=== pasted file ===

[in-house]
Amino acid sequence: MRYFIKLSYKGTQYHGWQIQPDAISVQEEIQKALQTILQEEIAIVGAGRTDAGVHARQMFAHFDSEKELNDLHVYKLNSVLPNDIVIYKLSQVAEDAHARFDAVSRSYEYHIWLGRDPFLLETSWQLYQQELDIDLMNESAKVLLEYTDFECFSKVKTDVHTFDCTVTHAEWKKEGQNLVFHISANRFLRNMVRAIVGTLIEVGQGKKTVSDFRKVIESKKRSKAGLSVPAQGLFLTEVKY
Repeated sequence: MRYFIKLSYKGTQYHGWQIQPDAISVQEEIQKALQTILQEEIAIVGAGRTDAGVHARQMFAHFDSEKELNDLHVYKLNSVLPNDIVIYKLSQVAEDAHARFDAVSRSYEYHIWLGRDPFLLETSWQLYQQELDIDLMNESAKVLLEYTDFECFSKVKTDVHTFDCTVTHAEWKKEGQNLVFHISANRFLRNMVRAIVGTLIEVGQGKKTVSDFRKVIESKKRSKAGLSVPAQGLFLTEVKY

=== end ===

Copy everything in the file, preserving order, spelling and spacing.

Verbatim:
[in-house]
Amino acid sequence: MRYFIKLSYKGTQYHGWQIQPDAISVQEEIQKALQTILQEEIAIVGAGRTDAGVHARQMFAHFDSEKELNDLHVYKLNSVLPNDIVIYKLSQVAEDAHARFDAVSRSYEYHIWLGRDPFLLETSWQLYQQELDIDLMNESAKVLLEYTDFECFSKVKTDVHTFDCTVTHAEWKKEGQNLVFHISANRFLRNMVRAIVGTLIEVGQGKKTVSDFRKVIESKKRSKAGLSVPAQGLFLTEVKY
Repeated sequence: MRYFIKLSYKGTQYHGWQIQPDAISVQEEIQKALQTILQEEIAIVGAGRTDAGVHARQMFAHFDSEKELNDLHVYKLNSVLPNDIVIYKLSQVAEDAHARFDAVSRSYEYHIWLGRDPFLLETSWQLYQQELDIDLMNESAKVLLEYTDFECFSKVKTDVHTFDCTVTHAEWKKEGQNLVFHISANRFLRNMVRAIVGTLIEVGQGKKTVSDFRKVIESKKRSKAGLSVPAQGLFLTEVKY